A small example of what I am talking about is how a sports league has a crumbling stadium in a city. The free market would demand that the league or the league team invest in a new stadium for their fans or they will take their business elsewhere. This is not what happens. They exploit the local municipality to purchase and take the risk of building them a new stadium, then giving them the exclusive lease for it the lifetime of the building. They typically blackmail the municipality by threatening to leave the city, which in turn brings the citizens against the city for not meeting the demands.

Rail systems will have the same problem, the privatization portion of it typically just takes the recurring annual managing expenses off of government books, but when rail infrastructure needs to be built or replaced then the enormous investment is typically more than a private enterprise wants to take on so a government will end up floating bonds to pay for it in the end anyway.

Other reasons for privatization can be as simple as union busting tactics:


Privatization of Social Security is another thing that is a thinly veiled power play to grab an enormous pot of money into the hands of fund managers and Wall Street banks for them to gamble with. We see how well the pensions are doing, and we also see that when a pension fails the government is often forced to pick up the tab while the people who mismanaged that money (gambled it) are heralded as free market Ubermenchen and model citizens to which we should all aspire to be some day by working hard.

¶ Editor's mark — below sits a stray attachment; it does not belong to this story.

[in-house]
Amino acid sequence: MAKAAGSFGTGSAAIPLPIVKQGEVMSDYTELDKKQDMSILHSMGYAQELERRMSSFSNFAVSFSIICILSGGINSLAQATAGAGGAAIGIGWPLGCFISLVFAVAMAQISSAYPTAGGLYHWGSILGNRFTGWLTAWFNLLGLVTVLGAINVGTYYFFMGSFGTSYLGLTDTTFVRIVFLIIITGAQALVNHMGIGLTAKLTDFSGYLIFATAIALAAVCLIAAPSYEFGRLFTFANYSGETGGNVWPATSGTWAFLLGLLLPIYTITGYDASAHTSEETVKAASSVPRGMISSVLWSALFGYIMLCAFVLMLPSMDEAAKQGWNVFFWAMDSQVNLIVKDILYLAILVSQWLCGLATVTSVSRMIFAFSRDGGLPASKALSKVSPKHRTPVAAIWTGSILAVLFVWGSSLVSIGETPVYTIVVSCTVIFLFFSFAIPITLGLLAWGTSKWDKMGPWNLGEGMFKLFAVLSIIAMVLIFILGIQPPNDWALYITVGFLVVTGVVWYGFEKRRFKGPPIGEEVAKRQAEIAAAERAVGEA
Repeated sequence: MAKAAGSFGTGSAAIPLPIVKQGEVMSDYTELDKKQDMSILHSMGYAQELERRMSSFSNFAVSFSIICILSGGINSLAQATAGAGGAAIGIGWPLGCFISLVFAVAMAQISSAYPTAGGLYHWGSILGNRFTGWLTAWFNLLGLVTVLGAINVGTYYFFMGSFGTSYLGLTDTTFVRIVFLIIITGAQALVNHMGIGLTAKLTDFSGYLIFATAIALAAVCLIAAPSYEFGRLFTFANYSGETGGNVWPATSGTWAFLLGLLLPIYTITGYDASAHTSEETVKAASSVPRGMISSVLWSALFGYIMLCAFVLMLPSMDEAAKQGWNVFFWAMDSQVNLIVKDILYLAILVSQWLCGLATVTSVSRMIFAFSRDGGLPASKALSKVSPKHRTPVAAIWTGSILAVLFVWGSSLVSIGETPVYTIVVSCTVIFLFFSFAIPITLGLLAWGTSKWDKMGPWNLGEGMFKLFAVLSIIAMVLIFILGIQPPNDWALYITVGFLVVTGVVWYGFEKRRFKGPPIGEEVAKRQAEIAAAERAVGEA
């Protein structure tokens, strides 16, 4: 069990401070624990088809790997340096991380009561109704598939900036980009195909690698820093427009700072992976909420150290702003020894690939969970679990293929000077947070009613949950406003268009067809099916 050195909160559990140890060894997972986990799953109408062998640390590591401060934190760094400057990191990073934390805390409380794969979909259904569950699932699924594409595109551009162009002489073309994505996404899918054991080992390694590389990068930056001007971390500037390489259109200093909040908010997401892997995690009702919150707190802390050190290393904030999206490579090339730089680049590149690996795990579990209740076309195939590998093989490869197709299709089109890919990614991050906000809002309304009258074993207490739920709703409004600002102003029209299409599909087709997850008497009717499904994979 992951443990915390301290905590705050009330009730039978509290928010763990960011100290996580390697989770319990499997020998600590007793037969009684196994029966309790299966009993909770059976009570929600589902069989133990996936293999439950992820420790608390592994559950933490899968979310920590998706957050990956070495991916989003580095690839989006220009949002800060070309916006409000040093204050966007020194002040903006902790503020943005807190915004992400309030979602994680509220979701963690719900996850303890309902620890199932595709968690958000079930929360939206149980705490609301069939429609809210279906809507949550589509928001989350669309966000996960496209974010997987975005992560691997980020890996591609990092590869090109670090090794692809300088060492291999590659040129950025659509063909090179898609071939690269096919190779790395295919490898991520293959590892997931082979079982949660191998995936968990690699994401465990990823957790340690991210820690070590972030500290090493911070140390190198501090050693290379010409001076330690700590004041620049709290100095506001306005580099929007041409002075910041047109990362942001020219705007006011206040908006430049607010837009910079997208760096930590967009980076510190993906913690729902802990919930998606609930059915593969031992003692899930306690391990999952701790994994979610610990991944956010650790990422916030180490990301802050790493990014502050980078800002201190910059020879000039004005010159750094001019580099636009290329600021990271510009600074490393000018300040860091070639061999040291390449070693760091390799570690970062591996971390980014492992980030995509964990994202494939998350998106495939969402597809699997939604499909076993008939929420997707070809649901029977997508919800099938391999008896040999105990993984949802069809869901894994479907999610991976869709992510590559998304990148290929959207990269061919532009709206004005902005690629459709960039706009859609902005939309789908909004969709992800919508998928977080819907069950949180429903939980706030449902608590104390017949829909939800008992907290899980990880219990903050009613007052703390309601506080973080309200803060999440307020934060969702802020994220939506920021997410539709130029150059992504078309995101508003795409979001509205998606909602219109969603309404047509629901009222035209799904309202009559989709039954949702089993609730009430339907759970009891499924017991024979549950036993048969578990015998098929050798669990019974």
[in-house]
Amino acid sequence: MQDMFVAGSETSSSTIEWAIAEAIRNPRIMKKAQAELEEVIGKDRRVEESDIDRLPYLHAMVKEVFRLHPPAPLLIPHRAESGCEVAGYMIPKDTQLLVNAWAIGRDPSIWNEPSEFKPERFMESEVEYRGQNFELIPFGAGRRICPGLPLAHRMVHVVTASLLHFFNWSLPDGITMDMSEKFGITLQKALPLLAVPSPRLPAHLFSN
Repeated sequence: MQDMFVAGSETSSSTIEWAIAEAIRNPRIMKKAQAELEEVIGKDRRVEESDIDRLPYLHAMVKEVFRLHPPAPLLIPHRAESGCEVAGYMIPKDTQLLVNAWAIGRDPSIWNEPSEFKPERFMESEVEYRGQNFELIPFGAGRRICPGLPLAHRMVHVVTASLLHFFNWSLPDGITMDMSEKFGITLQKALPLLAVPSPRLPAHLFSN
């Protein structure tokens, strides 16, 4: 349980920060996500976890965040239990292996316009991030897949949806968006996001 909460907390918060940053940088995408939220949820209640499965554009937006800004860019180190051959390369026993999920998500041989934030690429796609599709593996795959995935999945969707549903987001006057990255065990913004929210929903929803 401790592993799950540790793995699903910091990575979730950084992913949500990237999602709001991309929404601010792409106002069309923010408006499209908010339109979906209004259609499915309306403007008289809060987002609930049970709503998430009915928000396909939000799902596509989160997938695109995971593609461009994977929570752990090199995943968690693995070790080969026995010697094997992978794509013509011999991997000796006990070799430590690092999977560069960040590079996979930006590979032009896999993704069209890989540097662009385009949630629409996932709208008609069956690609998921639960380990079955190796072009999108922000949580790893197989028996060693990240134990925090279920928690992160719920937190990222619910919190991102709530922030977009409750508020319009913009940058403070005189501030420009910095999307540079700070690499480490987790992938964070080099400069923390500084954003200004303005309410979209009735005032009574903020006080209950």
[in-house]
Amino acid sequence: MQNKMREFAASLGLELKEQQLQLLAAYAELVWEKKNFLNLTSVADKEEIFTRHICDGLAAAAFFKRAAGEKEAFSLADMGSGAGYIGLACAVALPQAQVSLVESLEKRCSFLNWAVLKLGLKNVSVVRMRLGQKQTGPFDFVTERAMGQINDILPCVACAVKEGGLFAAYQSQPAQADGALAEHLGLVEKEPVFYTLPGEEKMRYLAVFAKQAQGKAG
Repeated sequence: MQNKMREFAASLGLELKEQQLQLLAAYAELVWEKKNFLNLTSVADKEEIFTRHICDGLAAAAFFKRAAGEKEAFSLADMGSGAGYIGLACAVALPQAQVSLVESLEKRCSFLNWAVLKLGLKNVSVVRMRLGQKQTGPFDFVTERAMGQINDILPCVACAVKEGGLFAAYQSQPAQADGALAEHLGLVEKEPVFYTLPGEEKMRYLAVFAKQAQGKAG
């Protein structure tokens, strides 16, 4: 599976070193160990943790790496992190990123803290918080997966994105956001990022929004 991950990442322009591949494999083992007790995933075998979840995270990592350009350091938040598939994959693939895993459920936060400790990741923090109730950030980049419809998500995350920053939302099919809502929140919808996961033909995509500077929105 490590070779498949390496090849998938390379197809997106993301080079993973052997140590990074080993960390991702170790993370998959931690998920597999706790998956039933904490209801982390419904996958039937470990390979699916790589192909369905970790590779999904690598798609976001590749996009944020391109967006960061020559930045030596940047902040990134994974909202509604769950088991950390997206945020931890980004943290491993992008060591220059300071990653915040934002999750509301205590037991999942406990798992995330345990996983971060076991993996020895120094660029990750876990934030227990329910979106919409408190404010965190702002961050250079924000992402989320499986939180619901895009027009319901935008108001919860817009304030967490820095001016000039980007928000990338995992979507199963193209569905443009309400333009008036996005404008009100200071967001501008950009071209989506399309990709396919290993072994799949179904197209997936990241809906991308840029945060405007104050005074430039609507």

Here is an example of the Right-Wing Cato Institute heralding the success of measures to privatize Chile's social security system (the Right Wing's breeding ground for ideas)


Then there are a number of articles in the news recently that show they are facing the same problems as many pensions do today. Where did the money go?



I believe the evidence is overwhelming that there exist a number of public services that cannot be efficiently or privatized without governments picking up the cost or without inherent risk of corruption. It is a no-brainer for a business man who has a captive consumer base, a governments shoulders to fall back on and guaranteed profit. The temptation for corruption is insatiable for members of the government as well when this occurs.

  • 2
    Thanks for the answer, but I deliberately narrowed down my question to public transportation, as otherwise the question becomes quite huge! Not every service is the same, and some might oppose privatisation of prisons but support privatisation of steel works.
    – gerrit
    Dec 10 '12 at 8:43
  • 4
    @gerrit Good point, but then not everybody needs a steel mill. Collectively all people collectively have a need for prisons, police forces, fire departments, healthcare, transportation and a social safety net which is why I decided to address those specifically. I am just making the case that privatization tends to be highly susceptible to corruption, profiteering and abuse.
    – user117
    Dec 10 '12 at 12:15
  • 1
    @maple_shaft - Not everyone needs public transportation either.
    – user4012
    Dec 11 '12 at 6:03
  • 1
    ... Privatizing social security is not aimed at benefitting fund managers. You are confusing correllation and causation. It's aimed at letting people like me NOT pay for retirement of lazy people who don't have kids (Baby Boomers).
    – user4012
    Dec 11 '12 at 6:08
  • 2
    @TRiG - "not everybody" != "nobody"
    – user4012
    Jan 13 '13 at 14:15

You must log in to answer this question.

Not the answer you're looking for? Browse other questions tagged .